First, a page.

- Kiwi birds are nocturnal and remain active from dusk to dawn. To make sure that the surrounding is safe, they move out their head from burrows and sniff the air with their beaks. They are also observed tipping their head towards a sound to hear more clearly.
- Kiwi birds dig burrows in the ground or in the rotten logs where they live.
- Kiwis have their territories. They mark the boundaries of their territories with smelly droppings to keep other kiwis away. They are very protective of their territories and patrol their region every night.
- Kiwi birds communicate by making a variety of sounds. To monitor each other in the dark, kiwis make loud shrieks, which are half whistle half scream that serves to stay others away. This sounds like ‘kee-wee kee-wee’. When angry, kiwis hiss, grunts, and snorts.
- Male kiwi birds are responsible for the incubation of eggs in most species (only in great spotted kiwi do both the partners incubate eggs). This behavior is very important, as the female loses a lot of energy after laying huge-sized eggs and she could not afford incubation, which is a process that also requires a lot of energy.
- A kiwi pair make gentle grunts and snuffles when together and with their chicks.
- Kiwi pairs also fight. If a female is not in the mood for his partner’s company, she may kick him away.
- It was believed that kiwi birds are monogamous and mate for life. However, research in the wild found that the separation rate of pairs was very high, especially in the regions where kiwis were abundant.
Physical OR Structural Adaptations
- The following are some of the major structural or physical adaptations of kiwi birds.
- Kiwi birds have greyish or brownish color feathers that also have bands or strips.
- It blends in with the surroundings and provides them camouflage.
- Kiwi birds have shaggy hair-like feathers that lack barbules.
- As kiwi birds are ground-dwelling birds, hair-like feathers provide insulation against cold and moisture.
- It allows them to easily forage on the coldest nights and also protects them from any moisture and dampness that may penetrate their burrows.
Long Beak and Nostrils
- Kiwi birds have a long beak and nostrils at the tip of their beak.
- It allows them to detect and find hidden prey by probing their long beaks in the swampy ground.
Whiskers Around the Beak
- Unlike other bird species, kiwi birds have whiskers around their beaks.
- Whiskers are an important adaptation, as kiwis are nocturnal and it helps them to navigate during the night.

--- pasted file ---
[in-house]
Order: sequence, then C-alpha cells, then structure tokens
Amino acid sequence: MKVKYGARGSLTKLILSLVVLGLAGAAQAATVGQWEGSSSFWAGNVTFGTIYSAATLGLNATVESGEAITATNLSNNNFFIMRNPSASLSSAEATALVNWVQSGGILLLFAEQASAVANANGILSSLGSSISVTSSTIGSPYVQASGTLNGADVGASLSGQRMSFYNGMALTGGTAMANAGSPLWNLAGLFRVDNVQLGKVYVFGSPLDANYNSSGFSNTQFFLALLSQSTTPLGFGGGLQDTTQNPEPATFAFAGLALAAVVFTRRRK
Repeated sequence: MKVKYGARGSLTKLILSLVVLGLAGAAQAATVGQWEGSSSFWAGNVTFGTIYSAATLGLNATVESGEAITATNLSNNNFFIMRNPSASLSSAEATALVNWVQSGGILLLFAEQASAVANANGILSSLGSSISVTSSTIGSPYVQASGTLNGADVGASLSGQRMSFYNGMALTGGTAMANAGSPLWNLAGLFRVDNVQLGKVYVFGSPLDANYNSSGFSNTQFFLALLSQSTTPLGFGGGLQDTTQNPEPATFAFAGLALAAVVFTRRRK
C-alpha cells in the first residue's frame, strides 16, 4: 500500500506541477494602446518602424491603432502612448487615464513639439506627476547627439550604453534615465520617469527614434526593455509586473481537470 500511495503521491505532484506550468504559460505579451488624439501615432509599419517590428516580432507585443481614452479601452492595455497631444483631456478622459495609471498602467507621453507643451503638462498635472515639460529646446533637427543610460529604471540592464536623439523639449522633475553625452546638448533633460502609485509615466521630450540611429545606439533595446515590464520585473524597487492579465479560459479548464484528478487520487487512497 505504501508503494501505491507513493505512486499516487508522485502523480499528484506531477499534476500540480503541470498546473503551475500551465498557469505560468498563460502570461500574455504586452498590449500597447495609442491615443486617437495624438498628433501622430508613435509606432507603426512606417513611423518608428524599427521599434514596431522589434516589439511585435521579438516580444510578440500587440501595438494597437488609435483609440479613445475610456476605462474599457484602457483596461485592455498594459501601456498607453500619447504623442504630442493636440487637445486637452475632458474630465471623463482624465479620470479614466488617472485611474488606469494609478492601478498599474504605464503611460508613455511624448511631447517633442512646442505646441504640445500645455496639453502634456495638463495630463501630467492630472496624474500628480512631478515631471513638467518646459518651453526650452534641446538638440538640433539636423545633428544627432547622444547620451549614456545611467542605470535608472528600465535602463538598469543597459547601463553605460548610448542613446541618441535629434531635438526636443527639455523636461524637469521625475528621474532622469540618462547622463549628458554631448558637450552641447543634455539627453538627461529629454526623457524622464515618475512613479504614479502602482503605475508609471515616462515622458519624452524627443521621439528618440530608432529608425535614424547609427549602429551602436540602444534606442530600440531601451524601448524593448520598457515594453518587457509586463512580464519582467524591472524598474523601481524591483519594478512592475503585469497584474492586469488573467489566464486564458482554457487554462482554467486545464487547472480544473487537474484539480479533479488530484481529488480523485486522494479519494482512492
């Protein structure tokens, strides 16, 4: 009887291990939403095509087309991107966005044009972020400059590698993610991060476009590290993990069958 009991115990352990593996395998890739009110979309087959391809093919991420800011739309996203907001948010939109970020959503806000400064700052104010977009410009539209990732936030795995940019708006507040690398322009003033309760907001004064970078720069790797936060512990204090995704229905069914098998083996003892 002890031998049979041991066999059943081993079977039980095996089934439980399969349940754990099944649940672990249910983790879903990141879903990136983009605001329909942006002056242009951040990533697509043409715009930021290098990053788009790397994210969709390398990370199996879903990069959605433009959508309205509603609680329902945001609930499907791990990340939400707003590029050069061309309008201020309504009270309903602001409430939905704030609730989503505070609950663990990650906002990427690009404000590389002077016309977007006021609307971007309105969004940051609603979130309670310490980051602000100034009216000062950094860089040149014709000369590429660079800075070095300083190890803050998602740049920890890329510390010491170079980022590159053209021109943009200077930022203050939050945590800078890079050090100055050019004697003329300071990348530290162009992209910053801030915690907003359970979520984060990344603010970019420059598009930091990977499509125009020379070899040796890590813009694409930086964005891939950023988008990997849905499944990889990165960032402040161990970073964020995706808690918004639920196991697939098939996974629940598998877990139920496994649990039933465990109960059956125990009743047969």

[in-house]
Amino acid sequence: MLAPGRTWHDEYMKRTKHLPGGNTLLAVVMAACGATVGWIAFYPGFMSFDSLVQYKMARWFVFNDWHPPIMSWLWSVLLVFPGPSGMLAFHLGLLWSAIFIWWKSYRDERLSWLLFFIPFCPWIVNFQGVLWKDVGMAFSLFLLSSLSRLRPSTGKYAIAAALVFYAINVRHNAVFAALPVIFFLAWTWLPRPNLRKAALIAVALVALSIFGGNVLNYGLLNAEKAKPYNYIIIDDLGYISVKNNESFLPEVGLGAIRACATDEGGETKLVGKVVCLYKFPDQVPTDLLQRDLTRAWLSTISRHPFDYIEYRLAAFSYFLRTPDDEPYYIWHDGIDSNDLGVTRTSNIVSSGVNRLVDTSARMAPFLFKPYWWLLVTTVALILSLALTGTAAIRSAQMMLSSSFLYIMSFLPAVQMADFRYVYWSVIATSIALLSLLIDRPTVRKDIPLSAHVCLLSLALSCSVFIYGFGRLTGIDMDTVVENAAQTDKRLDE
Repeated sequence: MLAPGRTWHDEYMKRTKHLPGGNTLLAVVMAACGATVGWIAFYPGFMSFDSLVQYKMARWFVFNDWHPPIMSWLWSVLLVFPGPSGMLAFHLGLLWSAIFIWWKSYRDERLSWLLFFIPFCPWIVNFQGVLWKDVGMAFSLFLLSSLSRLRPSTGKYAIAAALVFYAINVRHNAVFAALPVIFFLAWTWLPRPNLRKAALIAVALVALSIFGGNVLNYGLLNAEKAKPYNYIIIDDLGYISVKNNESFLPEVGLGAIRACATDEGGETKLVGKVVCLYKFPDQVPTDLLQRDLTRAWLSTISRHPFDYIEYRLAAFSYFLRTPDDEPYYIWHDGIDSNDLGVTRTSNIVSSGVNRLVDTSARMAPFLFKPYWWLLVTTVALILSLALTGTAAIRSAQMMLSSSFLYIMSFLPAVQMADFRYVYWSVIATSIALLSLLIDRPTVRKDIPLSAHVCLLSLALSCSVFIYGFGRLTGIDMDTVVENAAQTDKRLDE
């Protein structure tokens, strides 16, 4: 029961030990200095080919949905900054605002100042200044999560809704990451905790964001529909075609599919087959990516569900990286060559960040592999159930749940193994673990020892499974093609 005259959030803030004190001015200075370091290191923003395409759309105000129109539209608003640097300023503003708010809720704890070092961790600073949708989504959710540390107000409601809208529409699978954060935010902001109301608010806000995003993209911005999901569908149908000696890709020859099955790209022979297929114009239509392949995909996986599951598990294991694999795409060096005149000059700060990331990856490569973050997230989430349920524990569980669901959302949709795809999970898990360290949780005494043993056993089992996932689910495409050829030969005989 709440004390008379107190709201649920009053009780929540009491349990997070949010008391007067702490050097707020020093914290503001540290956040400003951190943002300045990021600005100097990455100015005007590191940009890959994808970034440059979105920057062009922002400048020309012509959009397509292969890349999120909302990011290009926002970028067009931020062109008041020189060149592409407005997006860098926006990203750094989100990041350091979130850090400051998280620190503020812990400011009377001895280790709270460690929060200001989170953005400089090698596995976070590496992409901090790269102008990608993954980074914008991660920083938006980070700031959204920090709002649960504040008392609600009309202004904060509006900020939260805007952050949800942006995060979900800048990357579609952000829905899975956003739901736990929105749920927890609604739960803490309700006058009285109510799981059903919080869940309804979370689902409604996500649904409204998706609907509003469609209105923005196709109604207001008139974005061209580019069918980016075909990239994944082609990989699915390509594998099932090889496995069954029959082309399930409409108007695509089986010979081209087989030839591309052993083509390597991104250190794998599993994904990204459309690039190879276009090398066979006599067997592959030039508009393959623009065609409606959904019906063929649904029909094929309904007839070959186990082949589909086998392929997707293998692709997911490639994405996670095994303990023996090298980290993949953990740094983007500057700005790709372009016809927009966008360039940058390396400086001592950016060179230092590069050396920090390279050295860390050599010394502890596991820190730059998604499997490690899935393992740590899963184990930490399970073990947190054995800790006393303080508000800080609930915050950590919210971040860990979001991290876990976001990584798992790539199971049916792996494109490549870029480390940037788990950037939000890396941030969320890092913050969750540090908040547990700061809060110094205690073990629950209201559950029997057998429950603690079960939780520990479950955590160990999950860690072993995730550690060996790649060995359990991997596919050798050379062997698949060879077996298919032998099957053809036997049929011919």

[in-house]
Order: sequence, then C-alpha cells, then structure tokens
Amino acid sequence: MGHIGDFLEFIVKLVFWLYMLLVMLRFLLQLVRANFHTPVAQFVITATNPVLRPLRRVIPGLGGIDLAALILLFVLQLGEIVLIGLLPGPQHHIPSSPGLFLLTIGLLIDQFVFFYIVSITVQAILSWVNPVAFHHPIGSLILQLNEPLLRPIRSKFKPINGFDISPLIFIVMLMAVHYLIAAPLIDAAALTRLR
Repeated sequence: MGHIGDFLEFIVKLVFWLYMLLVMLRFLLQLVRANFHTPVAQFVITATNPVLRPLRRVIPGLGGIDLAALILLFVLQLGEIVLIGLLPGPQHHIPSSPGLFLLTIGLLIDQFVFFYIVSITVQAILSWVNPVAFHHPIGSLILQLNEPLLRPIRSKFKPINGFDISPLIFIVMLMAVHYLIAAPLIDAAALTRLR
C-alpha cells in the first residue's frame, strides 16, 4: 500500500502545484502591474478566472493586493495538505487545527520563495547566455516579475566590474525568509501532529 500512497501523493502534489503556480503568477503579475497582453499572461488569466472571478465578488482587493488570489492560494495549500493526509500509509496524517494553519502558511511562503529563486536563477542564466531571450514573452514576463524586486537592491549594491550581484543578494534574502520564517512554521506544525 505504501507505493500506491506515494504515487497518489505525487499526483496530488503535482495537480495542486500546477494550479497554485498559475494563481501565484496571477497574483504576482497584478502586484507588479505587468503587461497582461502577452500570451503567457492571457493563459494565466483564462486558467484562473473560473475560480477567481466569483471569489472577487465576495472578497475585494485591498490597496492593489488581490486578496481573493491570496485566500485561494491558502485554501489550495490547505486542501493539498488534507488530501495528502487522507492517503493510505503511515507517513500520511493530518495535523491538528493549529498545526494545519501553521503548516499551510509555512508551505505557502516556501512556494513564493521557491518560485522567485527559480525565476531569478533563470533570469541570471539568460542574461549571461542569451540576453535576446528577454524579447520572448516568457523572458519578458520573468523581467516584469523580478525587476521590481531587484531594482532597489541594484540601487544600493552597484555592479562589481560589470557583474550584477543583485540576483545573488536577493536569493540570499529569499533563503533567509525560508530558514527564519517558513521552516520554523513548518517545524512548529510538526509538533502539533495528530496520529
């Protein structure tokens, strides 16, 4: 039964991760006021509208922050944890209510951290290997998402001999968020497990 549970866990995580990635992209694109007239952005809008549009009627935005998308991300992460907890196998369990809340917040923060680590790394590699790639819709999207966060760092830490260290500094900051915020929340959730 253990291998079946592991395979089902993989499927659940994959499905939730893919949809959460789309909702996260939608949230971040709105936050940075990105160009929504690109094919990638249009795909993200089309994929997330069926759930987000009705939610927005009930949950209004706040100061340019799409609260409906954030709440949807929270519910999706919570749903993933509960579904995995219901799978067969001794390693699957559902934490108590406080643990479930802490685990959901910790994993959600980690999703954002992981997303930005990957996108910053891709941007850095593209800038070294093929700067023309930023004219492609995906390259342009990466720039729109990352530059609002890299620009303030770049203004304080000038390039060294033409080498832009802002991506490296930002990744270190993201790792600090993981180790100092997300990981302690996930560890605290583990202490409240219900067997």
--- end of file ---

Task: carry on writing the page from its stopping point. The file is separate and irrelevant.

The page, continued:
Strong and Muscular Legs
- Kiwi birds have extremely strong and muscular legs, which make up about one-third of their total body weight.
- Strong legs are an important adaptation as kiwi birds are flightless and depend on their legs for movement and defense.
- Their strong legs allow them to run at a speed of about 19 km/h.
Strong and Sharp Claws
- Each foot of a kiwi bird has four toes, which are equipped with sharp claws.
- They use their feet and claws to dig burrows and to kick apart rotten logs to find prey.
The following are some of the physiological adaptations of kiwi birds:
Keen Senses of Smell And Hearing
- Kiwi birds have keen senses of smell and hearing. It allows them to find food and detect predators.
Wide Gape or Mouth Opening
- Kiwi birds have the widest mouth opening or gape, which makes them able to swallow and digest large-sized prey and fruits.
Antifungal And Antibacterial Properties of Yolk
- The egg yolk of kiwi birds has natural antifungal and antibacterial properties.
- It is an important adaptation because their underground moist burrows are fertile breeding sites of fungi and bacteria.
Kiwi Food Chain
- Sun is the overall source of energy in this food chain.
- Plants are the producers, which take energy from the sun and prepare food for themselves.
- In the food chain, kiwi birds are categorized as both primary consumers and secondary consumers. Because they eat producers (berries, fruits, and seeds) as well as the primary consumers (larvae, worms, and other insects).
- Tertiary consumers are the predators of kiwi birds, which are dogs, cats, possum, and ferrets, which prey on kiwis and their eggs.
Why Are Kiwis Important – Ecological Role of Kiwi
- Kiwi birds play a major ecological role.
- They eat larvae, worms, and other insects that are pests for plants.
- They also eat fruits and may disperse their seeds.
How Many Kiwis Are There In The World- Kiwi Population
- The estimated population of great spotted kiwi birds is over 20,000 individuals.
- The population of little spotted kiwis was estimated as more than 1,600 individuals in 2012.